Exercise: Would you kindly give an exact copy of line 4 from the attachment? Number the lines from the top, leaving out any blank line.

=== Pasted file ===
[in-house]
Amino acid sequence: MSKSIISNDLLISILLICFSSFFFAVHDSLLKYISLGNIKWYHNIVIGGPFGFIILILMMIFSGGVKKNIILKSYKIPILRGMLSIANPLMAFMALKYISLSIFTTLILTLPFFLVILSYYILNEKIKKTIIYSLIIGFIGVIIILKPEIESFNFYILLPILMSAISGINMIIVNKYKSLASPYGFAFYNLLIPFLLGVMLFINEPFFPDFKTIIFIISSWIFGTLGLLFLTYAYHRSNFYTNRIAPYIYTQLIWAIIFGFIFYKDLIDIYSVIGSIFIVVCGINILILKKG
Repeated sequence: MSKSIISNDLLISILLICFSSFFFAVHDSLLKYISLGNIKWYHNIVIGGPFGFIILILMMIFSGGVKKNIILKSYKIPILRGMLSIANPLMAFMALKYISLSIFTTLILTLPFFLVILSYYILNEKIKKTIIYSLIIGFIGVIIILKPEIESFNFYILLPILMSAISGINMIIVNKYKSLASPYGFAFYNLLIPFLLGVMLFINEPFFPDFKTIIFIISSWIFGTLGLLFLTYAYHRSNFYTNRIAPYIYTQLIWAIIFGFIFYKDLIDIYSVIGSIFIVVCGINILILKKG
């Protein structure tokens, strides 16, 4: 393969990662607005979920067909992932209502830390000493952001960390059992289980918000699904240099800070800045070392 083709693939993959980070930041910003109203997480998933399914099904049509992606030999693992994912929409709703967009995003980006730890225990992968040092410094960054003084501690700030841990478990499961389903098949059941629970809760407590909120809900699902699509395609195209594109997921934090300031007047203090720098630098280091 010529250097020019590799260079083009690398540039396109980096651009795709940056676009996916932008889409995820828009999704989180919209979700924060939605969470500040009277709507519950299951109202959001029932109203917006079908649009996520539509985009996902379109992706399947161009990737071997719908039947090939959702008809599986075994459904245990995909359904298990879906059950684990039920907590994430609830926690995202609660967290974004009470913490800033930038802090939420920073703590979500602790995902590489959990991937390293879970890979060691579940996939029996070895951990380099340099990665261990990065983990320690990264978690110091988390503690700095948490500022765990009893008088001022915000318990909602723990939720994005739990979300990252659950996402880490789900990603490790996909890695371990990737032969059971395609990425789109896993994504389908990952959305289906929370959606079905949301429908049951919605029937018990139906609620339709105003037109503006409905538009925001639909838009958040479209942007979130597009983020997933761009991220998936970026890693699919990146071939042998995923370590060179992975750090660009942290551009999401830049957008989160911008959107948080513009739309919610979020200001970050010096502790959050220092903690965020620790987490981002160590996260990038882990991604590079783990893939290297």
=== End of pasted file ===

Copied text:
């Protein structure tokens, strides 16, 4: 393969990662607005979920067909992932209502830390000493952001960390059992289980918000699904240099800070800045070392 083709693939993959980070930041910003109203997480998933399914099904049509992606030999693992994912929409709703967009995003980006730890225990992968040092410094960054003084501690700030841990478990499961389903098949059941629970809760407590909120809900699902699509395609195209594109997921934090300031007047203090720098630098280091 010529250097020019590799260079083009690398540039396109980096651009795709940056676009996916932008889409995820828009999704989180919209979700924060939605969470500040009277709507519950299951109202959001029932109203917006079908649009996520539509985009996902379109992706399947161009990737071997719908039947090939959702008809599986075994459904245990995909359904298990879906059950684990039920907590994430609830926690995202609660967290974004009470913490800033930038802090939420920073703590979500602790995902590489959990991937390293879970890979060691579940996939029996070895951990380099340099990665261990990065983990320690990264978690110091988390503690700095948490500022765990009893008088001022915000318990909602723990939720994005739990979300990252659950996402880490789900990603490790996909890695371990990737032969059971395609990425789109896993994504389908990952959305289906929370959606079905949301429908049951919605029937018990139906609620339709105003037109503006409905538009925001639909838009958040479209942007979130597009983020997933761009991220998936970026890693699919990146071939042998995923370590060179992975750090660009942290551009999401830049957008989160911008959107948080513009739309919610979020200001970050010096502790959050220092903690965020620790987490981002160590996260990038882990991604590079783990893939290297």